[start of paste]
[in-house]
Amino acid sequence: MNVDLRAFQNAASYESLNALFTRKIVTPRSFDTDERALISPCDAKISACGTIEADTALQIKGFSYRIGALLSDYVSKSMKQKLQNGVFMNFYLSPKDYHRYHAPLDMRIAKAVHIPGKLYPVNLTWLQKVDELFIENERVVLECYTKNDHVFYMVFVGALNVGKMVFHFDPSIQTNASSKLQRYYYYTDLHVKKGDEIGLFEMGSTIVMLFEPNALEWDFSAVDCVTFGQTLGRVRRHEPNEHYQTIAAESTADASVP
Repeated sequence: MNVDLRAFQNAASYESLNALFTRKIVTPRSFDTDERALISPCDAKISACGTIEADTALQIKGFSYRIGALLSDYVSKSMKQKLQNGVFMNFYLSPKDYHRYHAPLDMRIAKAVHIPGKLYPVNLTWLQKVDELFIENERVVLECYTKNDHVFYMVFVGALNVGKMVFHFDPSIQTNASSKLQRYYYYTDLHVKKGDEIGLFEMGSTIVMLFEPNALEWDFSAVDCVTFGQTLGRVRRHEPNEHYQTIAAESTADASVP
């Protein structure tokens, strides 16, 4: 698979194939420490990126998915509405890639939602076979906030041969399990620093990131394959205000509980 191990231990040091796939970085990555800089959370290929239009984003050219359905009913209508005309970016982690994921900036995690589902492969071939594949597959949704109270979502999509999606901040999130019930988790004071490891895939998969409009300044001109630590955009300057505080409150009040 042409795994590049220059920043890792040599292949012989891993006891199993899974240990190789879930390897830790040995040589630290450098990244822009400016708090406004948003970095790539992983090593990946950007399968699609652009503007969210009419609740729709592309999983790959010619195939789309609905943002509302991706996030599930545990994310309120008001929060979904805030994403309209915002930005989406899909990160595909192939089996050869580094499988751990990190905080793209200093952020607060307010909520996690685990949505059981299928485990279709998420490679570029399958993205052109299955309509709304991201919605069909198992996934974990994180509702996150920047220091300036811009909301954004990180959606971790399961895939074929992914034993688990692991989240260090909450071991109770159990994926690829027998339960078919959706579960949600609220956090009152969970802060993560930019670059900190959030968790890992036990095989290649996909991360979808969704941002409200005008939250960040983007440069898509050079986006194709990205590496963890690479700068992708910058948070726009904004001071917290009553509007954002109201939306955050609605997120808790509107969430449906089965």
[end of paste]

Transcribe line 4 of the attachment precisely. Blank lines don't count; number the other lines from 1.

């Protein structure tokens, strides 16, 4: 698979194939420490990126998915509405890639939602076979906030041969399990620093990131394959205000509980 191990231990040091796939970085990555800089959370290929239009984003050219359905009913209508005309970016982690994921900036995690589902492969071939594949597959949704109270979502999509999606901040999130019930988790004071490891895939998969409009300044001109630590955009300057505080409150009040 042409795994590049220059920043890792040599292949012989891993006891199993899974240990190789879930390897830790040995040589630290450098990244822009400016708090406004948003970095790539992983090593990946950007399968699609652009503007969210009419609740729709592309999983790959010619195939789309609905943002509302991706996030599930545990994310309120008001929060979904805030994403309209915002930005989406899909990160595909192939089996050869580094499988751990990190905080793209200093952020607060307010909520996690685990949505059981299928485990279709998420490679570029399958993205052109299955309509709304991201919605069909198992996934974990994180509702996150920047220091300036811009909301954004990180959606971790399961895939074929992914034993688990692991989240260090909450071991109770159990994926690829027998339960078919959706579960949600609220956090009152969970802060993560930019670059900190959030968790890992036990095989290649996909991360979808969704941002409200005008939250960040983007440069898509050079986006194709990205590496963890690479700068992708910058948070726009904004001071917290009553509007954002109201939306955050609605997120808790509107969430449906089965």